In an industry crisis, this disposition toward supervisory informational deception and regulatory forbearance creates a risk-hungry herd of what economists now characterize as “zombie” banks. A zombie bank is a financial institution whose economic net worth is less than zero, but which can continue to operate because its ability to repay its debts is credibly backed up by a combination of implicit and explicit government credit support.

A zombie’s managers can not only keep themselves in business, they can grow their assets massively. But they can only do this when and as long as creditors are confident that government officials somewhere are ready and able to force their country’s taxpayers to make good on any missed payments. Almost no matter what interest rate a central bank or deposit insurer charges a zombie for its emergency credit support, the funding is almost always being offered at what is de facto a subsidized rate. In providing this subsidy, taxpayers accept a poorly compensated equity stake in the survival of the zombie enterprise.

To treat taxpayers more fairly, it would be appropriate for authorities to presume that each and every bank threatened by a run is almost certainly undercapitalized. Because it is costly all around for depositors to close their accounts suddenly, it is reasonable to assume that at least the early wave of “runners” have seen something concrete to worry about. This line of thinking leads me to recommend that authorities should be required either to freeze the positions of uninsured creditors whenever a bank suffers a statutorily defined “abrupt and rapid shrinkage” in its liabilities or, in the event of a bank’s sudden failure, to have the right to reverse transactions by uninsured creditors whose ability to exit would not have been possible in the absence of the emergency funding supplied by the central bank or other government agency.

This blog seeks to explain that teams of financial illusionists stand ready to conceal developing losses and other forms of dishonest behavior. Bankers’ and regulators’ capacities for deception make it self-defeating for taxpayers to accept a social contract that turns on accounting measures of capital and self-administered stress tests. I believe that the world’s system for penalizing accounting misrepresentation at government-insured financial institutions desperately needs to include the possibility of imposing criminal as well as civil penalties on violators. The processes through which bankers extract benefits from the safety net closely resemble those of embezzlement and the rewards bankers garner usually rise to the level of grand larceny. The difference between street crime and safety-net abuse lies mainly in the class and clout of the criminal and the subtlety of the crime.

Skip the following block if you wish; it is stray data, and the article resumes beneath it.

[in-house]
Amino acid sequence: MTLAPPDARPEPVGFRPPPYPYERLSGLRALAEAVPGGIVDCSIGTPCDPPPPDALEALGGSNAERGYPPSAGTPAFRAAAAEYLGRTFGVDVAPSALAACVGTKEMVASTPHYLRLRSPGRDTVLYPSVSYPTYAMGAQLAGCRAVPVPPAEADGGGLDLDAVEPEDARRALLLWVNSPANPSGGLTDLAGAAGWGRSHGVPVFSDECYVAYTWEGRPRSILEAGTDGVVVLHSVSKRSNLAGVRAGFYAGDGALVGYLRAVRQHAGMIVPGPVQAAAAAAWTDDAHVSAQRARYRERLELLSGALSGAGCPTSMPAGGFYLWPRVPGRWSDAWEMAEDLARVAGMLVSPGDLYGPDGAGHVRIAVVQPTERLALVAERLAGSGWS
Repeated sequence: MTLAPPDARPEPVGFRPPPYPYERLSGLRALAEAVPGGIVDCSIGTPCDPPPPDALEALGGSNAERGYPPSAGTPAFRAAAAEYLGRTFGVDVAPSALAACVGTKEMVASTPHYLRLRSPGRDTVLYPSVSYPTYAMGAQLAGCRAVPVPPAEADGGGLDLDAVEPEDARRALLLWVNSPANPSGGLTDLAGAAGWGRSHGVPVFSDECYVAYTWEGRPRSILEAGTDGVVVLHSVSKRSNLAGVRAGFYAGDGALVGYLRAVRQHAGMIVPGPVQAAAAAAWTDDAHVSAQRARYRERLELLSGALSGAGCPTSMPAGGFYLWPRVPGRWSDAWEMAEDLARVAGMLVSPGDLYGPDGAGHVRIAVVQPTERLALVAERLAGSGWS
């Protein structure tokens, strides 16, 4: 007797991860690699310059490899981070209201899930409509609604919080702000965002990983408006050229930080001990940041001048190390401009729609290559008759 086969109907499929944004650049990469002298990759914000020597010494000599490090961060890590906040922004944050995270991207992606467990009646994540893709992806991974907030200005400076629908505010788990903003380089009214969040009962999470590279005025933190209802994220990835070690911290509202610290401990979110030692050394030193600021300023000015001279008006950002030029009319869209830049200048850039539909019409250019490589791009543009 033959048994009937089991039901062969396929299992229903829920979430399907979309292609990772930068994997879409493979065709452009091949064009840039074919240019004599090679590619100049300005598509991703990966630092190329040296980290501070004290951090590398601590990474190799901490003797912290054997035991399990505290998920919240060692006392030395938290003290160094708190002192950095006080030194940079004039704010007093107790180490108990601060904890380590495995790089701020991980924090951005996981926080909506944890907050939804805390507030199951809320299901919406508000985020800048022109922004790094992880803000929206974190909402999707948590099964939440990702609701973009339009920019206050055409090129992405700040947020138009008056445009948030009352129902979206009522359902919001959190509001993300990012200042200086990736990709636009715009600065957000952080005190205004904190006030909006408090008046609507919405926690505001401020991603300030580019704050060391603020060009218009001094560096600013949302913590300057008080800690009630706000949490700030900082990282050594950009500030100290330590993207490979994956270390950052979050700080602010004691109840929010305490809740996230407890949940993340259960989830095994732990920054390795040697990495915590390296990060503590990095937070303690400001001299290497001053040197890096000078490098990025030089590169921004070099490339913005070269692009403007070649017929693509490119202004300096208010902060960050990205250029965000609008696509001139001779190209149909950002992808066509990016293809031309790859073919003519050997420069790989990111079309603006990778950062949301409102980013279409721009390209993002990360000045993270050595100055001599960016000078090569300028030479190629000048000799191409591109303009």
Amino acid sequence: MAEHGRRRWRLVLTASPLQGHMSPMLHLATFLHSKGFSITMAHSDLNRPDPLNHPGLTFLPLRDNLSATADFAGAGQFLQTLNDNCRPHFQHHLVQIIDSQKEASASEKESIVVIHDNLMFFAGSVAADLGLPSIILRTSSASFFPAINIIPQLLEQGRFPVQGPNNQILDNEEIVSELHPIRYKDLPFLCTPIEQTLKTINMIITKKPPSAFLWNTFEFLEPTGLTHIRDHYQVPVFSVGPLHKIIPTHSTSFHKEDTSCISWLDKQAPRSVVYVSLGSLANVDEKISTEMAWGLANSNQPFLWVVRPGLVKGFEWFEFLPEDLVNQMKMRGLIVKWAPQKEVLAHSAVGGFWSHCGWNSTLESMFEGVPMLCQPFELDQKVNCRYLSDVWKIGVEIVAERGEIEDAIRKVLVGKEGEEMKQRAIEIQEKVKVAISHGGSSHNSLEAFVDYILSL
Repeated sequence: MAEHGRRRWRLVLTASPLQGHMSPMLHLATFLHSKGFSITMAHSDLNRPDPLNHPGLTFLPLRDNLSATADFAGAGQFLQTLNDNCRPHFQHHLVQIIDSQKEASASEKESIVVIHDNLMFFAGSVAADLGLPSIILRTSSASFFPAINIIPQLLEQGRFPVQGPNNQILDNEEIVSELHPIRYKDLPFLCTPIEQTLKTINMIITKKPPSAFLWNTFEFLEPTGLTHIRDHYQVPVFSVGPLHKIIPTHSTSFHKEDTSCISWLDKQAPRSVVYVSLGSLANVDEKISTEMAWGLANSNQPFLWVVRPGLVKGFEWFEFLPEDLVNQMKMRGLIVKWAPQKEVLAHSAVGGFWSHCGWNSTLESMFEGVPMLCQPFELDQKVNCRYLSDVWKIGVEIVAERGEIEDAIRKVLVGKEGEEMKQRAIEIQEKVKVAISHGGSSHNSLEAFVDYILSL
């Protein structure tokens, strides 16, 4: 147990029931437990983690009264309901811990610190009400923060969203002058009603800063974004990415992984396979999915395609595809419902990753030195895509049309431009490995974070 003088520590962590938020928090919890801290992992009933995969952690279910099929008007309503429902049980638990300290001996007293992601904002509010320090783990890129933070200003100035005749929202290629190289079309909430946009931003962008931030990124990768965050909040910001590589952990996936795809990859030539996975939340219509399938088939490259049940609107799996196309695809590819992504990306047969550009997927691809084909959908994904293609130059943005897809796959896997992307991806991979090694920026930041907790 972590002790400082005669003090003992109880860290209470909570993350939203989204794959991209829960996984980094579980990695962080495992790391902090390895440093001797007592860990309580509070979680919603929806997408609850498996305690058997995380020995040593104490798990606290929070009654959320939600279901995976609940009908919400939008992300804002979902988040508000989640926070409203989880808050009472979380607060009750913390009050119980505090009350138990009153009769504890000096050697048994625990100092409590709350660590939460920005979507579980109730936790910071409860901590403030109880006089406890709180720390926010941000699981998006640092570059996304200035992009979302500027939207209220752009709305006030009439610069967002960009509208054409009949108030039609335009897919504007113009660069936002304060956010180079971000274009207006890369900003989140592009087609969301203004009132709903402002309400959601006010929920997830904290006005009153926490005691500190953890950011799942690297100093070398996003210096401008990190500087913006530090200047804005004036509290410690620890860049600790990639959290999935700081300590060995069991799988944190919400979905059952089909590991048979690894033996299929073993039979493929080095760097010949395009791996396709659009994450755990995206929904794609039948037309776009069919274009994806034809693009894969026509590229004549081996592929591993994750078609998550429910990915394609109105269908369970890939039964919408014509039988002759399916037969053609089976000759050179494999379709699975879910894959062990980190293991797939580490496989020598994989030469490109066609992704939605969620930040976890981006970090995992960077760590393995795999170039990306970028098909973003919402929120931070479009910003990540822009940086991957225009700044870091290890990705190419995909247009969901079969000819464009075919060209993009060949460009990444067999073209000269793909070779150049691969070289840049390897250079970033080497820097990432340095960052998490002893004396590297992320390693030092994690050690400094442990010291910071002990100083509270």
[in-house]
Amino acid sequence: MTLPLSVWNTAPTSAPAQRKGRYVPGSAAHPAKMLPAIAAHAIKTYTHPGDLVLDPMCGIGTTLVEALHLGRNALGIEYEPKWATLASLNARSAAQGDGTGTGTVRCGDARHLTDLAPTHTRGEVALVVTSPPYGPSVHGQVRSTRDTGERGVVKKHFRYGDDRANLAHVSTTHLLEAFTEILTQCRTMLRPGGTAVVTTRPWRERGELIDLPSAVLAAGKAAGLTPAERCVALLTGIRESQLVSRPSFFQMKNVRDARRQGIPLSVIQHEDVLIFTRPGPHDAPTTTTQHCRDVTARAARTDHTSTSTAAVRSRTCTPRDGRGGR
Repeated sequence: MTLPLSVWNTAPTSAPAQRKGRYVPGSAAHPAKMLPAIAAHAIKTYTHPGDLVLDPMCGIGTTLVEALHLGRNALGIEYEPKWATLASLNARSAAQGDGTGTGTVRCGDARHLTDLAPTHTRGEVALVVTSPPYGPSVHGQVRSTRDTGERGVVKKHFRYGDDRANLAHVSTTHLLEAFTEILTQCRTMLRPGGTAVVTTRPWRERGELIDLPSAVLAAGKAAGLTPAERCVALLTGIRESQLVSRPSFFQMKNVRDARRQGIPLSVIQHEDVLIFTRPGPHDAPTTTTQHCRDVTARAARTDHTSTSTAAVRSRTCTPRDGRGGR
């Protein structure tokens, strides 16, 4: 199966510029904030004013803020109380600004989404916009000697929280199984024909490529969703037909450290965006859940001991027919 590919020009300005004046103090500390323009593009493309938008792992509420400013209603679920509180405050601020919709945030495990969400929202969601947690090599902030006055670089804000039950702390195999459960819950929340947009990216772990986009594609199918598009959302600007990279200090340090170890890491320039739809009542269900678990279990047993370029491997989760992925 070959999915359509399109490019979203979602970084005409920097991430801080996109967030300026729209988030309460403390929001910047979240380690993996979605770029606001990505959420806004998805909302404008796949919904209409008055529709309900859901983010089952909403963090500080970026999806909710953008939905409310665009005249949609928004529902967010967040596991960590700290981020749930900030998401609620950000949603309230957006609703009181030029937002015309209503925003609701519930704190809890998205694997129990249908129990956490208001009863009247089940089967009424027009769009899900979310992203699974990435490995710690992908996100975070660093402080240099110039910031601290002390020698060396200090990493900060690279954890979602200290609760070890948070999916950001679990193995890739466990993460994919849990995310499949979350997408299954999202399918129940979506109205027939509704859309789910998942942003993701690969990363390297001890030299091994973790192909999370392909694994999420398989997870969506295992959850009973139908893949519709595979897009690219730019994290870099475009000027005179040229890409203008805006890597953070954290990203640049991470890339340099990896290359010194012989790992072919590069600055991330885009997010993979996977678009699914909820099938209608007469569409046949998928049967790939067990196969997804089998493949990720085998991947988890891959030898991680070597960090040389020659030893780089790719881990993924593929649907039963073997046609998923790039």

FIGURE 1 BIG 4 ACCOUNTING FIRMS WERE PUNISHED FOR ONLY A FRACTION OF FAILED AUDITS BETWEEN 2009 AND 2017Source: ATLAS Data Project on Government Oversight

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19 comments

    1. Tomonthebeach

      The Sunday NYT story about Trump’s taxes tacitly begs the question of where is the money Trump keeps losing coming from? What if the Trump organization is just a big international money laundry?

      Tom Burgis’ article in the DailyBeast stimulated one possible answer. Trump’s business is about losing money to launder it. Trump lives like a billionaire on other people’s money. The losses allow big tax deductions, and businesses grossly overcharge and take a cut before passing it back nicely cleaned. Who pays $70K/year for haircuts? I pay like $150/year.

      Reply
      1. Yves Smith Post author

        *Sigh*

        There is a big difference between tax losses and cash losses.

        And Trump (save maybe for his casinos) can’t be in the money laundering business unless his buyers pay him with huge bags of cash. Payments for real estate go through banks. Getting dirty money INTO the banking system is what money laundering amounts to, not what you do with it once you’ve gotten it into a bank. That is why banks and not real estate and art owners and diamond dealers (to list a few places to park money) are subject to “know your customer” rules and required to make anti-money laundering checks.

        As for the hand-wringing that Trump has $300 million of debt maturing in 3 years, he’s underleveraged for a guy in real estate. He had plenty of borrowing capacity to pay off those loans with new loans, particularly in this super low interest rate environment where banks are falling all over themselves to lend.

        Reply
        1. Tomonthebeach

          Yves, thanks for the education. It just seems like losing on such a scale over such a long period of time seems unsustainable unless there is something illegal going on that actually generates profits using Trump as a passthrough.

          I agree that the pending $300M loan is likely to be a nothing burger, however, if the Deutschebank scandal gets worse and Trump bubbles to the surface, would you invest in Trump?

          Reply
          1. Zamfir